|MadSci Network: Chemistry|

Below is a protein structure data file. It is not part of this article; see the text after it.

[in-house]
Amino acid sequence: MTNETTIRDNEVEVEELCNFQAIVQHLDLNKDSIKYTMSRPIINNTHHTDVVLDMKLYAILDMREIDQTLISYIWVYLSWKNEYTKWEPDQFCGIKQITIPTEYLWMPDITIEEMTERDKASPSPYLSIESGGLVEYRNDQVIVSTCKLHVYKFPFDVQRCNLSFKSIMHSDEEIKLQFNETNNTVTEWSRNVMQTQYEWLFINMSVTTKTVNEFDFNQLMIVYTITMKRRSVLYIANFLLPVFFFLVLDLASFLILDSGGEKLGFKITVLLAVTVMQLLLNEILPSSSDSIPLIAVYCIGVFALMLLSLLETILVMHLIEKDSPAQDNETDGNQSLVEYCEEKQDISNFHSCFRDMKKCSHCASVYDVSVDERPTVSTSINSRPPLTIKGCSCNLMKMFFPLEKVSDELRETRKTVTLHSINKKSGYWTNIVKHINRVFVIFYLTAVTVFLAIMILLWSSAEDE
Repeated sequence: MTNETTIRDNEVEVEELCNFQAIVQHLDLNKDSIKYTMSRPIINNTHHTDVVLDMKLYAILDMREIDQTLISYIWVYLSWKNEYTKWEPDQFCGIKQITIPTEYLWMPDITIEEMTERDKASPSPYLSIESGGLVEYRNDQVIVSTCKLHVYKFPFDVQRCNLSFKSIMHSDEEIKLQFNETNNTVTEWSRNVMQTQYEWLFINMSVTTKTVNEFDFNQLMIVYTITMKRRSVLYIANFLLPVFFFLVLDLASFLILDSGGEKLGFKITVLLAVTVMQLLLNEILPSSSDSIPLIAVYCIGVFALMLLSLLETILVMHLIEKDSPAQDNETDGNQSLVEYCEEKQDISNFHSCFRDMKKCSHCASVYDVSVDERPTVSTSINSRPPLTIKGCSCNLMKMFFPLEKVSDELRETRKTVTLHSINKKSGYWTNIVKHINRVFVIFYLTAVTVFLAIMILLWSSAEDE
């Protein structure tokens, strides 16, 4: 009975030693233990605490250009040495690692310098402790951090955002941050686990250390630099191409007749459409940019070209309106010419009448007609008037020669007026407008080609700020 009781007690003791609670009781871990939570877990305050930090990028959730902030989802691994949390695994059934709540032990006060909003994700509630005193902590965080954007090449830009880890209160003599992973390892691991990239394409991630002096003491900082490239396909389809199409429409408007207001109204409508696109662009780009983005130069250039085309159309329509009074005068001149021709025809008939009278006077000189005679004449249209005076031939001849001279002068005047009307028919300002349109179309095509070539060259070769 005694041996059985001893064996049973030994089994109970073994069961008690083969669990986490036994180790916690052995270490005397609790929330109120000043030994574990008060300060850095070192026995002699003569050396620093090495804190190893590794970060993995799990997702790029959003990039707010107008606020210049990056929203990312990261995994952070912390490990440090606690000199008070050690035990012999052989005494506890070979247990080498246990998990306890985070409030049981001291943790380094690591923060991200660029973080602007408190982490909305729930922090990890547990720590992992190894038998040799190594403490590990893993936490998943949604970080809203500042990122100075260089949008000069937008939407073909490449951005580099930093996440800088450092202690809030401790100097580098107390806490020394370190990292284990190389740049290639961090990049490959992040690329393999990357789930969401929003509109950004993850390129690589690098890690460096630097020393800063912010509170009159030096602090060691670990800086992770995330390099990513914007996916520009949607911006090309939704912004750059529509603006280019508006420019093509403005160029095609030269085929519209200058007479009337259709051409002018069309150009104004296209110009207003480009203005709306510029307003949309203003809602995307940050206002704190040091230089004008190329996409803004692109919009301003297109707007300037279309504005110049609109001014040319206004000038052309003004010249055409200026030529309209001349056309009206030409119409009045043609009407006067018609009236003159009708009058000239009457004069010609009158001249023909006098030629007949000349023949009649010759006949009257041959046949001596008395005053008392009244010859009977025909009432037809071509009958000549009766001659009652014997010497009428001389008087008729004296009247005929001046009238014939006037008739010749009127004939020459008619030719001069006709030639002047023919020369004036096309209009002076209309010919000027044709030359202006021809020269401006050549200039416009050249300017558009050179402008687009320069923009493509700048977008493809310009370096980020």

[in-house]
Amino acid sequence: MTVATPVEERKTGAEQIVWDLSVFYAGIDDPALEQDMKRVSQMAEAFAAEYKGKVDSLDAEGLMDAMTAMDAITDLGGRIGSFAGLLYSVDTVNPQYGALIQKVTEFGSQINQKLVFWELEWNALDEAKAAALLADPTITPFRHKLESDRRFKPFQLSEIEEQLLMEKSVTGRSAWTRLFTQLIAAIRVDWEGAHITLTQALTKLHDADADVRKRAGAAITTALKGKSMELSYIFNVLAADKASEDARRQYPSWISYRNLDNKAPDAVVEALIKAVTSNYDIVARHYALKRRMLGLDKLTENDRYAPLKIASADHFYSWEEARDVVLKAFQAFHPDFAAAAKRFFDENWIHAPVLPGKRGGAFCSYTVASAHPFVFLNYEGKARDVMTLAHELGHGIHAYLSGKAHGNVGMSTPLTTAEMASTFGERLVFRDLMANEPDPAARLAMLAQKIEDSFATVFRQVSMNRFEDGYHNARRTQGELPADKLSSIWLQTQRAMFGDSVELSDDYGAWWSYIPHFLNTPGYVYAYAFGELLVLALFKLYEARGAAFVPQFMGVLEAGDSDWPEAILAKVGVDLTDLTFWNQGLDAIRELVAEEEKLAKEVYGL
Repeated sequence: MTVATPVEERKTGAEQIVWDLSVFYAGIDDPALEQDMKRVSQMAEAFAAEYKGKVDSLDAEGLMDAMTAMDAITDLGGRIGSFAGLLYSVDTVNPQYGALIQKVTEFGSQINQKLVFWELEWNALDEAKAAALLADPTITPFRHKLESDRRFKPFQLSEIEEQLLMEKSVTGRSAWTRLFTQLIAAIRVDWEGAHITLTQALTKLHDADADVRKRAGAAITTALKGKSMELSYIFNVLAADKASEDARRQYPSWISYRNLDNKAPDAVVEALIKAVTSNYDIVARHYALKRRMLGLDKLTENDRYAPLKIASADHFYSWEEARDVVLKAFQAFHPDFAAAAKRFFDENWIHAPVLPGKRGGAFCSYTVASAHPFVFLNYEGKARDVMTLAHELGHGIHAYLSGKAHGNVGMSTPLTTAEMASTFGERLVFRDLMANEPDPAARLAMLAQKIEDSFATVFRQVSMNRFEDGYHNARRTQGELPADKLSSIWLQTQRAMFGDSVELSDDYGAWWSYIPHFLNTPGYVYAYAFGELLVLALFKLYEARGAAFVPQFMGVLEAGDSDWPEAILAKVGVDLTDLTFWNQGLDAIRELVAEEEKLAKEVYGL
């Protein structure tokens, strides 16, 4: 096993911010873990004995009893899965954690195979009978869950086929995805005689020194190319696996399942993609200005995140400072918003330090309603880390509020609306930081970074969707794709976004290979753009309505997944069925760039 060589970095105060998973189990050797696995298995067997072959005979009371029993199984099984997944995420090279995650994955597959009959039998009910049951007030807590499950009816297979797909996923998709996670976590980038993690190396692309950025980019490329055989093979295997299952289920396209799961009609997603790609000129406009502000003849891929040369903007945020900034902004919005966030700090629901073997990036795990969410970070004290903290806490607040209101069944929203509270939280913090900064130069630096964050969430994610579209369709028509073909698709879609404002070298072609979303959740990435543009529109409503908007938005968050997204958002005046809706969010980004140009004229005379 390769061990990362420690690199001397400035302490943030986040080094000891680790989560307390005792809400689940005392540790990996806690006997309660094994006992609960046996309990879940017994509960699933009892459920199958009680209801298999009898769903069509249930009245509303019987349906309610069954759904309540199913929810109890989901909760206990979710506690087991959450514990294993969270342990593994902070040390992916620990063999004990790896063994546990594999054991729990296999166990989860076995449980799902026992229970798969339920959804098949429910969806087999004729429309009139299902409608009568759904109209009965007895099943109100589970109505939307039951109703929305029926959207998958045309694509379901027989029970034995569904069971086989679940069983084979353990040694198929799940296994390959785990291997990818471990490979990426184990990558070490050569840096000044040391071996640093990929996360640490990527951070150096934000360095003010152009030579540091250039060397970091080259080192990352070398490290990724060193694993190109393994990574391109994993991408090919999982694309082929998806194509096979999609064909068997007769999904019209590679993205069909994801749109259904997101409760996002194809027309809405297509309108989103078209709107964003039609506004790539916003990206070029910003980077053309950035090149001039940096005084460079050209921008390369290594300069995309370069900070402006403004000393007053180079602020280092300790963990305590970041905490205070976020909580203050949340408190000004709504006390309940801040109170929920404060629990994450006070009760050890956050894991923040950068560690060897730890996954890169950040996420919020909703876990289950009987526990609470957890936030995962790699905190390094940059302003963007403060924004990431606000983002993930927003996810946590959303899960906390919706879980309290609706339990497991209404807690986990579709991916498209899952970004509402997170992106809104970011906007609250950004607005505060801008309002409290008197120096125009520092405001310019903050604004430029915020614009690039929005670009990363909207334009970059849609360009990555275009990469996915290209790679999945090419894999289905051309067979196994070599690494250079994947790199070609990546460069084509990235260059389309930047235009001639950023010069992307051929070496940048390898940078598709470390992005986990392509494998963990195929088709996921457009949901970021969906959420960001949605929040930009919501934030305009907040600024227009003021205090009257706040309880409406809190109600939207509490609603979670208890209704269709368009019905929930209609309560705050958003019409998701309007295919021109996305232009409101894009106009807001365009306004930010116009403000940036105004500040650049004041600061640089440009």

A complete answer to your question might require more information from you OR someone with more expertise to construct the answer. But I'll make an attempt at it. I presume that when you use the term "cartridge filter system" you mean the usual filter found at the end of a "filter" cigarette. My answer will also require that you have a balance available. I also presume that when you say that you want to measure the amount of nicotine and tar trapped that you are just interested in the total amount of the two and not the individual amounts of these two items. The individual amounts would require more sophisticated techniques and more expertise than I have. So here goes. Ideally one would like to determine the mass of the filter system before any smoke passed through it and then determine the mass after all of the smoke passed through it. The difference between these two would be the amount of material trapped. In this way, you would be determining the amount of all the material trapped which might be more that just the nicotine and tar. Unfortunately one cannot separate the filter from the cigarette to get its mass and then reattach it, so that the smoke from the cigarette can be channeled through it. I suggest that you determine the average mass of an unused filter by cutting the filter off of several unsmoked cigarettes. get the mass of each filter (maybe 10 filters), sum the masses and divide the sum by the number of filters used. Then you would somehow (see below) "smoke" a number of cigarettes (again maybe 10)OF THE SAME BRAND, cut the filters from whatever is left of the smoked cigarettes and weigh these, get the average and subtract the average mass of an unused filter from the average mass of a used filter. Of course, I do not advocate you or anyone else actually smoking the cigarettes. You would need some way of drawing a SLOW stream of air through each cigatette while it is lit. In the laboratory, I would use an aspirator system attached to a water outlet. If you have one available to you AND it is in a well ventilated area, that could be your artificial way of "smoking" the cigarettes. You might be able to rig up something with an OLD vacuum cleaner that had a hose (remember a SLOW stream of air). All of that smoke would probably not be good for a vacuum cleaner that you would want to use again as a vacuum cleaner. If you would want to compare brands, you would have to follow this whole procedure for each brand, since the filters on different brands might have different average masses.
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